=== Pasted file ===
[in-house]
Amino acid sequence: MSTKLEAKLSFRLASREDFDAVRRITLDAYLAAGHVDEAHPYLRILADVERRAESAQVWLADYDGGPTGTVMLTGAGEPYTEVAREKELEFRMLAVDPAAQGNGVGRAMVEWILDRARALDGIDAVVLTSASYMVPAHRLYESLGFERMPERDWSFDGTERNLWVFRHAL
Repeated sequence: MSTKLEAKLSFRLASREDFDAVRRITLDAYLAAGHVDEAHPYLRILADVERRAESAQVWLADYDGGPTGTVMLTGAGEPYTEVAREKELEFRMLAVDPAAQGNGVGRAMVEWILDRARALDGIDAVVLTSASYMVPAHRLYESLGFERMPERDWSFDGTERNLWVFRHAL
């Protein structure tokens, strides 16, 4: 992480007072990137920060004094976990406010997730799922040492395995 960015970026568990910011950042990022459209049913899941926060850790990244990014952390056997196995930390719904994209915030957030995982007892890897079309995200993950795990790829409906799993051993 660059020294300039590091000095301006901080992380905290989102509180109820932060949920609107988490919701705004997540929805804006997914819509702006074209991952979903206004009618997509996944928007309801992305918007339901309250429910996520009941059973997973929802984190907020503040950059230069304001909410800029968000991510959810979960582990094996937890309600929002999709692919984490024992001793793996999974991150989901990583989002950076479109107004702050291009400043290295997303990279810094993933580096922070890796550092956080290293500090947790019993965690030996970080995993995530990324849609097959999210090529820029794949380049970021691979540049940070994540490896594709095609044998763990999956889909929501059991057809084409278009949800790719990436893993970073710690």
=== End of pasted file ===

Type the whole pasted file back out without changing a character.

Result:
[in-house]
Amino acid sequence: MSTKLEAKLSFRLASREDFDAVRRITLDAYLAAGHVDEAHPYLRILADVERRAESAQVWLADYDGGPTGTVMLTGAGEPYTEVAREKELEFRMLAVDPAAQGNGVGRAMVEWILDRARALDGIDAVVLTSASYMVPAHRLYESLGFERMPERDWSFDGTERNLWVFRHAL
Repeated sequence: MSTKLEAKLSFRLASREDFDAVRRITLDAYLAAGHVDEAHPYLRILADVERRAESAQVWLADYDGGPTGTVMLTGAGEPYTEVAREKELEFRMLAVDPAAQGNGVGRAMVEWILDRARALDGIDAVVLTSASYMVPAHRLYESLGFERMPERDWSFDGTERNLWVFRHAL
């Protein structure tokens, strides 16, 4: 992480007072990137920060004094976990406010997730799922040492395995 960015970026568990910011950042990022459209049913899941926060850790990244990014952390056997196995930390719904994209915030957030995982007892890897079309995200993950795990790829409906799993051993 660059020294300039590091000095301006901080992380905290989102509180109820932060949920609107988490919701705004997540929805804006997914819509702006074209991952979903206004009618997509996944928007309801992305918007339901309250429910996520009941059973997973929802984190907020503040950059230069304001909410800029968000991510959810979960582990094996937890309600929002999709692919984490024992001793793996999974991150989901990583989002950076479109107004702050291009400043290295997303990279810094993933580096922070890796550092956080290293500090947790019993965690030996970080995993995530990324849609097959999210090529820029794949380049970021691979540049940070994540490896594709095609044998763990999956889909929501059991057809084409278009949800790719990436893993970073710690």